Willie Gault, DeSean Jackson, 18
DeSean Jackson has clearly put up some big numbers in his first six seasons in the NFL. Will that success continue in Washington, his new NFL home? Time will tell. But based on past stats, Jackson’s on-field performance cannot be denied. If he can put these off-field distractions to the back page (or even off the chatterbox), we may be talking again next year (and beyond) about the Eagles decision to release him. It’s now up to Jackson to let the past numbers do his talking with another big year in 2014.
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For only the third time since 1979 (when the NCAA when to a seeded format in its mens basketball tournament) two teams seeded seventh or lower have made it to the Final Four. Seventh seed UConn and eighth seed Kentucky become the third set of teams seeded seventh or lower to both make the Final Four. The other two instances:
2011: Butler (8th seed) and VCU (11th seed)
2000: North Carolina (8th seed) and Wisconsin (8th seed)
Of the four teams above, only Butler was able to make it to the championship game.
Kentucky, as a #8 seed, becomes the 11th team since 1979 to make it to the Final Four as an eighth seed or worse. The others:
8th seeds to make Final Four: UCLA (1980), Villanova (1985), North Carolina (2000), Wisconsin (2000), Butler (2011)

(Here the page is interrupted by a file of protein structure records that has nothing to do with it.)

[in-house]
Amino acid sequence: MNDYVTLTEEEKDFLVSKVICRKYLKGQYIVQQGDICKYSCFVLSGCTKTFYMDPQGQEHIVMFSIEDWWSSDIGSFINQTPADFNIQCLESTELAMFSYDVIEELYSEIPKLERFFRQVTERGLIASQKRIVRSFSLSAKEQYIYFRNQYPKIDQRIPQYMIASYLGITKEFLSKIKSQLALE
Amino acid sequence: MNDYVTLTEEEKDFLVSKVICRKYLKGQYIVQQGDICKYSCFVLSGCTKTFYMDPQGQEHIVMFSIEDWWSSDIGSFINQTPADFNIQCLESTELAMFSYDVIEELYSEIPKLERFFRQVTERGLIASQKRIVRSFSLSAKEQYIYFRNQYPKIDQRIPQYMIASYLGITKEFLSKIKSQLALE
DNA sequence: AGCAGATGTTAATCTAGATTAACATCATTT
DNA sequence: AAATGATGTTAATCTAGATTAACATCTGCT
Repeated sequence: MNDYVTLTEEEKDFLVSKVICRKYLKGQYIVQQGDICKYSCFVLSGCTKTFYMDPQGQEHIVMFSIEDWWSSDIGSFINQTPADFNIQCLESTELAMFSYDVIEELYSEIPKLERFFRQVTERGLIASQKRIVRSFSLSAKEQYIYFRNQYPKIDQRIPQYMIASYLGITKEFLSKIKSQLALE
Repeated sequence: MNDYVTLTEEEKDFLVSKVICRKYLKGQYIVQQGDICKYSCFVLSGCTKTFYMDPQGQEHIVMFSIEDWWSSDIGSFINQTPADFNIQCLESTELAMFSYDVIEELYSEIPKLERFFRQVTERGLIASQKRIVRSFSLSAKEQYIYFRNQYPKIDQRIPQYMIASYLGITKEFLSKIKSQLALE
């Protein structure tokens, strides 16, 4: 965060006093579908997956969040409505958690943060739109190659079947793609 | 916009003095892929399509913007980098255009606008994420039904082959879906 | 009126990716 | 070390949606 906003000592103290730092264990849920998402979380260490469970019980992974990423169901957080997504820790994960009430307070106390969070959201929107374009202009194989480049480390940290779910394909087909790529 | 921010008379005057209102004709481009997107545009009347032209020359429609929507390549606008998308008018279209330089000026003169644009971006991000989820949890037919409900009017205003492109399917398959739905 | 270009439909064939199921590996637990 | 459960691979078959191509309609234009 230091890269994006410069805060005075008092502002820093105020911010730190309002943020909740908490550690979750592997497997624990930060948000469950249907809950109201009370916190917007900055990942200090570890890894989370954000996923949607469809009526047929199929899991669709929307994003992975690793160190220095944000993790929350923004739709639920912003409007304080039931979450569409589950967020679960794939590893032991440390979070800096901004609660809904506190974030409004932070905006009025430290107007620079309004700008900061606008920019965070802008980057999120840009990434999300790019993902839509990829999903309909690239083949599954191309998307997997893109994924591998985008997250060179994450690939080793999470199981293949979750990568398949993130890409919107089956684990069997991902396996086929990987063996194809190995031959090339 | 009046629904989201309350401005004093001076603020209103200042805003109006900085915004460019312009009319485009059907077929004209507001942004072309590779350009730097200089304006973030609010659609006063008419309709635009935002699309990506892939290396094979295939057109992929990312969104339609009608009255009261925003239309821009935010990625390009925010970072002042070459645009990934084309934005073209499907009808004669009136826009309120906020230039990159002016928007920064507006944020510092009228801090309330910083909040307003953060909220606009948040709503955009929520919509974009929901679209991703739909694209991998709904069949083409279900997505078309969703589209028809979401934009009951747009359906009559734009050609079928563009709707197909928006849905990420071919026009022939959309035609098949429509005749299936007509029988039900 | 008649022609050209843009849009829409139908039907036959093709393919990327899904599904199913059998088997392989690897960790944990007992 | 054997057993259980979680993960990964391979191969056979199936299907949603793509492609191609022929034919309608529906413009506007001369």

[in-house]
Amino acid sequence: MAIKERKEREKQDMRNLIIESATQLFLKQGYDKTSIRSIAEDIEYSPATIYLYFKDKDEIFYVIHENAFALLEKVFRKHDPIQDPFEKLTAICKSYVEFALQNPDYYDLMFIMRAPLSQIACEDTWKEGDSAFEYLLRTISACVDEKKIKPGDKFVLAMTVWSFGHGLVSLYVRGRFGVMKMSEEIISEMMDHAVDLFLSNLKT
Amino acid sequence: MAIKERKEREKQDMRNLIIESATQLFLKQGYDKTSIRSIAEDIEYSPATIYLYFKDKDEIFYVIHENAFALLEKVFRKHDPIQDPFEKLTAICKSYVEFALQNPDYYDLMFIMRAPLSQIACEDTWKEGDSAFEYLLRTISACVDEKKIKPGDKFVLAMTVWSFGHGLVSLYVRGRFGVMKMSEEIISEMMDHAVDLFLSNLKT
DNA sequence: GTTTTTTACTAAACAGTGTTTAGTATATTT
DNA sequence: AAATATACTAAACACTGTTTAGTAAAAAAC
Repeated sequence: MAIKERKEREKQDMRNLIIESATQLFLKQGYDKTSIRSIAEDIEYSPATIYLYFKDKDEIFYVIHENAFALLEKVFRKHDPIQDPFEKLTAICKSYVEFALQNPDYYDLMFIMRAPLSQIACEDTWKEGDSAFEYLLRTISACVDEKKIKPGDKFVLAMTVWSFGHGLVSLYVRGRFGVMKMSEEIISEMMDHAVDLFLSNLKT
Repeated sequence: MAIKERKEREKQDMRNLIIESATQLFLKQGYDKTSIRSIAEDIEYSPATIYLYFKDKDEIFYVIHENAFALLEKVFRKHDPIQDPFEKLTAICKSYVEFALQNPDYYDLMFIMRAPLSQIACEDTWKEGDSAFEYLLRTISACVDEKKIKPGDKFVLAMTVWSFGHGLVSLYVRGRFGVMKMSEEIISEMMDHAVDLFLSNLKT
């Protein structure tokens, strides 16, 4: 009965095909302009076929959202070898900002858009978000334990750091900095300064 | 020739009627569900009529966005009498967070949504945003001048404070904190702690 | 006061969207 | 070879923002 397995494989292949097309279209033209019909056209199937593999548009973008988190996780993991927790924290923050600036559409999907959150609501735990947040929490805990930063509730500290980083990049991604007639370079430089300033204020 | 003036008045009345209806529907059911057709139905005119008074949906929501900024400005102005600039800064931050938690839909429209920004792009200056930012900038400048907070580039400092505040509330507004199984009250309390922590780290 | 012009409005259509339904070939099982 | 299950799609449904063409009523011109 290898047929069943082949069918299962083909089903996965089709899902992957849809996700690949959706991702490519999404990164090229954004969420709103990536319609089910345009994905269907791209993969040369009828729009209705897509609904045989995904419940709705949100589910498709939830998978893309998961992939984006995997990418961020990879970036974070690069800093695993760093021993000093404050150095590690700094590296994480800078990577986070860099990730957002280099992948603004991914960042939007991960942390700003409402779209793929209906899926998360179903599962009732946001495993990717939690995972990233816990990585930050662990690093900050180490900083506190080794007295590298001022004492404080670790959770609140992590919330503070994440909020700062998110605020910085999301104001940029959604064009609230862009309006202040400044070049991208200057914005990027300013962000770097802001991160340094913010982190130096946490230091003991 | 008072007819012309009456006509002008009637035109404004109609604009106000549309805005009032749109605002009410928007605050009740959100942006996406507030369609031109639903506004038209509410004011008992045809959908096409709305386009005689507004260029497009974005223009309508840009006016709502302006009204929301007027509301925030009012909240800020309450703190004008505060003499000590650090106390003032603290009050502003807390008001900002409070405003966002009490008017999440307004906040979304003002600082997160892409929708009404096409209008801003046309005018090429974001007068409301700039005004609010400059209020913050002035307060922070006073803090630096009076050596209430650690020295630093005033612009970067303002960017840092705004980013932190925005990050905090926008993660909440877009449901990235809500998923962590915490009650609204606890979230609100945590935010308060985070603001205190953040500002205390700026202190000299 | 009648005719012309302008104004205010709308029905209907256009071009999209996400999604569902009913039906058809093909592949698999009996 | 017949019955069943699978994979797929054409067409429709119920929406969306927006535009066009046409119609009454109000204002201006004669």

9th seeds to make Final Four: Penn (1979), Wichita State (2013)
11th seeds to make Final Four: LSU (1986), George Mason (2006), VCU (2011)
Let’s take it a step further. UConn and Kentucky become the 25th and 26th teams since 1979 seeded as fifth seeds or worse to make the Final Four. Of the 24 teams prior to this year’s pair, only nine of those teams made it to the Final Four championship game. Here are the nine teams prior to this year that were seeded fifth or lower that made it to the Final Four championship game. (* indicates they won the championship)
1980: UCLA (8th seed)
1983: North Carolina State (6th seed)*
1985: Villanova (8th seed)*
1988: Kansas (6th seed)*
1992: Michigan (6th seed)
2000: Florida (5th seed)
2002: Indiana (5th seed)
2010: Butler (5th seed)
2011: Butler (8th seed)
Teams seeded fifth or worse are 12-21 in Final Four games since 1979.
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Billy Donovan’s Florida Gators entered the 2014 NCAA men’s basketball tourney as the number one overall seed. With only three games left in the tournament, Florida remains the only #1 seed and is the odd-on favorite to hoist the trophy on Monday night.
The Gators have a lot history in their favor in the Final Four: This is the fourth year of the last five where only one #1 seed remains in the Final Four. In the previous three instances, the only remaining #1 seed eventually won the tournament. Since the NCAA went to a seeded bracket in 1979, there have been 13 cases where only one of the four #1 seeds made it to the Final Four. That #1 seed has won eight of those 13 Final Fours.
Here’s a look at the 14 Final Fours where only one #1 seed made it to the Final Four
2014: Florida (???)
2013: Louisville (won tourney)
2012: Kentucky (won tourney)
2010: Duke (won tourney)
2000: Michigan State (won tourney)
1998: North Carolina
1995: UCLA (won tourney)
1994: Arkansas (won tourney)
1992: Duke (won tourney)
1990: UNLV (won tourney)
1979: Indiana State
In the 36 years since the NCAA began using the seeded brackets, a #1 seed has won 20 (57.1%) of those tournaments. Here’s a seeded breakdown of the past 35 men’s NCAA basketball champions.
#1 seed: 20 (titles)
#2 seed: 6
#3 seed: 5
#4 seed: 1
#5 seed: 0
#6 seed: 2
#7 seed: 0
#8 seed: 1 (Villanova, 1985)